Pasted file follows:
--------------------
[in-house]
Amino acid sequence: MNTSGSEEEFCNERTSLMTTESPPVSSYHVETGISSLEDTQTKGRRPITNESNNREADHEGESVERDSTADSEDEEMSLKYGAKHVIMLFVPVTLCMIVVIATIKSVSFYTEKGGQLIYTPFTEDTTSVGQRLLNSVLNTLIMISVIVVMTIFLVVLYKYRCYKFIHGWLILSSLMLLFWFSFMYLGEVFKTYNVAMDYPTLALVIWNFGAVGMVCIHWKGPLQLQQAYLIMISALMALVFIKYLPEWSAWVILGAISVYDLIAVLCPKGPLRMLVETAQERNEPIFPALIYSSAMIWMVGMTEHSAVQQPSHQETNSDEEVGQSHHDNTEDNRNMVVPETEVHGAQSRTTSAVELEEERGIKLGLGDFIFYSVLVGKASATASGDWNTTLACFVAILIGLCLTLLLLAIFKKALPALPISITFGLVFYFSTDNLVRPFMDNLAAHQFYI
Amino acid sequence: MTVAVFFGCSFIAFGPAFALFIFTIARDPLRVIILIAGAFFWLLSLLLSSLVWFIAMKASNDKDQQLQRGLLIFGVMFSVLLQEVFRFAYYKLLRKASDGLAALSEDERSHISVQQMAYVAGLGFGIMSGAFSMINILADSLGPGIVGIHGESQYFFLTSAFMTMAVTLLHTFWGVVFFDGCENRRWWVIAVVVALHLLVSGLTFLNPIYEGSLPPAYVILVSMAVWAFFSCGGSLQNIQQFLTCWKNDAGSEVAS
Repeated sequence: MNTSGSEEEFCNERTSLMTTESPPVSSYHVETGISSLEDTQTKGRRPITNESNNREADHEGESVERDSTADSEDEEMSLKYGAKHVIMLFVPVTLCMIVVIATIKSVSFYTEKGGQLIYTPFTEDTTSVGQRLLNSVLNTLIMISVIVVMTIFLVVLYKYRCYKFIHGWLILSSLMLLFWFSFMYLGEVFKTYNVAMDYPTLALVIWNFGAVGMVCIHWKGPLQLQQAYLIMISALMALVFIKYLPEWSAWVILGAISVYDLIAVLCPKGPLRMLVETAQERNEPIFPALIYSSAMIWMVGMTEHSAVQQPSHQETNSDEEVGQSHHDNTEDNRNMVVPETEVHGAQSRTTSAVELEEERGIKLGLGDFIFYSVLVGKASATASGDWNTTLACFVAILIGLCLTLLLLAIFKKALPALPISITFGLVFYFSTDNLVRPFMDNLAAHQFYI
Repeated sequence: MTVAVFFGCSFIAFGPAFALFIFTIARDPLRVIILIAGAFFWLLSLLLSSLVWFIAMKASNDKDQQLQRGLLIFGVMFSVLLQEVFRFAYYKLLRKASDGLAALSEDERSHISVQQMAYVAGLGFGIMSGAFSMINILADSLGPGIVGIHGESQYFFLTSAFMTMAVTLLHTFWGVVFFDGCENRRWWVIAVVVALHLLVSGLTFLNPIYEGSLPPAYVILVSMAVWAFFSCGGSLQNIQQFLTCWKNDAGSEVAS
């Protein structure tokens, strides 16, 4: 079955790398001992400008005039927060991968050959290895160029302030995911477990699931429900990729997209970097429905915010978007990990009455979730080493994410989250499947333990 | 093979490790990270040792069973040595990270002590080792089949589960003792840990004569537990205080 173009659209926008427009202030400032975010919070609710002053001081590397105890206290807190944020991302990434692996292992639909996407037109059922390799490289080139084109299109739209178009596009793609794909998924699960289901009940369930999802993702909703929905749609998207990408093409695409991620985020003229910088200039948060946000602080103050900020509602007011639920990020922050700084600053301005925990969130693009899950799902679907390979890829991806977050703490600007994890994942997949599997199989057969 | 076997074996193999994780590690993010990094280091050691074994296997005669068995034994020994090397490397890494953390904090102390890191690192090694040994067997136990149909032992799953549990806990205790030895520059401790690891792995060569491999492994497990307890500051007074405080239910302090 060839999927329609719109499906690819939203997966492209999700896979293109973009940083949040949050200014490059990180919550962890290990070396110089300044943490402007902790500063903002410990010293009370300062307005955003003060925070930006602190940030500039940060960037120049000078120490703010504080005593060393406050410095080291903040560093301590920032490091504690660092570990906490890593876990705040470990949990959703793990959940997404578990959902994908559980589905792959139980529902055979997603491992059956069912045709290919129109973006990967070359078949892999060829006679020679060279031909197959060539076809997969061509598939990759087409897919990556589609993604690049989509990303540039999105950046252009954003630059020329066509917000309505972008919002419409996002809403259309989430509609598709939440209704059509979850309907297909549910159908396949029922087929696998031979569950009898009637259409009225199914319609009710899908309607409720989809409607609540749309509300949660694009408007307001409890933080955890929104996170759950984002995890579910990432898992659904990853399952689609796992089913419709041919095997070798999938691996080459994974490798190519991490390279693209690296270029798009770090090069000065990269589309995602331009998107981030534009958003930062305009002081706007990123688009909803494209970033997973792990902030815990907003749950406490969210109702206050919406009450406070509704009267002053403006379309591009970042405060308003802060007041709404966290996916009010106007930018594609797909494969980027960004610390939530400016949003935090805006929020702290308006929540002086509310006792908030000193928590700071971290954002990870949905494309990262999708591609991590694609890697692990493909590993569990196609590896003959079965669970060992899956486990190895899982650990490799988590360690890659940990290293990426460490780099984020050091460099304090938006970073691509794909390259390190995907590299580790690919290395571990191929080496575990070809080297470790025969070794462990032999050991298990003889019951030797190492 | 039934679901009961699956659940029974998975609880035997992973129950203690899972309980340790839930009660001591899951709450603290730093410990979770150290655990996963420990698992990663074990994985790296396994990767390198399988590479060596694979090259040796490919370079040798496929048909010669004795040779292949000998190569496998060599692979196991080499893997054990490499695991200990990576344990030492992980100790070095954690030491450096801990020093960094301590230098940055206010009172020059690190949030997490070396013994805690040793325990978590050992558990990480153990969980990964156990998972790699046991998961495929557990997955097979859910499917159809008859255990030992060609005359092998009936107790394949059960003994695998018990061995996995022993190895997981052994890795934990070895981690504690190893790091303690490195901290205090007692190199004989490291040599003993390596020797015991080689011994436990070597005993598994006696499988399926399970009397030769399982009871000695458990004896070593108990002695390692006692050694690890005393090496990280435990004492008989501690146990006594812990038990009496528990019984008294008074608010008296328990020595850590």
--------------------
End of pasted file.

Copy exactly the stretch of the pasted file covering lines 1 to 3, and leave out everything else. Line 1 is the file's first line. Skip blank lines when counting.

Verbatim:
[in-house]
Amino acid sequence: MNTSGSEEEFCNERTSLMTTESPPVSSYHVETGISSLEDTQTKGRRPITNESNNREADHEGESVERDSTADSEDEEMSLKYGAKHVIMLFVPVTLCMIVVIATIKSVSFYTEKGGQLIYTPFTEDTTSVGQRLLNSVLNTLIMISVIVVMTIFLVVLYKYRCYKFIHGWLILSSLMLLFWFSFMYLGEVFKTYNVAMDYPTLALVIWNFGAVGMVCIHWKGPLQLQQAYLIMISALMALVFIKYLPEWSAWVILGAISVYDLIAVLCPKGPLRMLVETAQERNEPIFPALIYSSAMIWMVGMTEHSAVQQPSHQETNSDEEVGQSHHDNTEDNRNMVVPETEVHGAQSRTTSAVELEEERGIKLGLGDFIFYSVLVGKASATASGDWNTTLACFVAILIGLCLTLLLLAIFKKALPALPISITFGLVFYFSTDNLVRPFMDNLAAHQFYI
Amino acid sequence: MTVAVFFGCSFIAFGPAFALFIFTIARDPLRVIILIAGAFFWLLSLLLSSLVWFIAMKASNDKDQQLQRGLLIFGVMFSVLLQEVFRFAYYKLLRKASDGLAALSEDERSHISVQQMAYVAGLGFGIMSGAFSMINILADSLGPGIVGIHGESQYFFLTSAFMTMAVTLLHTFWGVVFFDGCENRRWWVIAVVVALHLLVSGLTFLNPIYEGSLPPAYVILVSMAVWAFFSCGGSLQNIQQFLTCWKNDAGSEVAS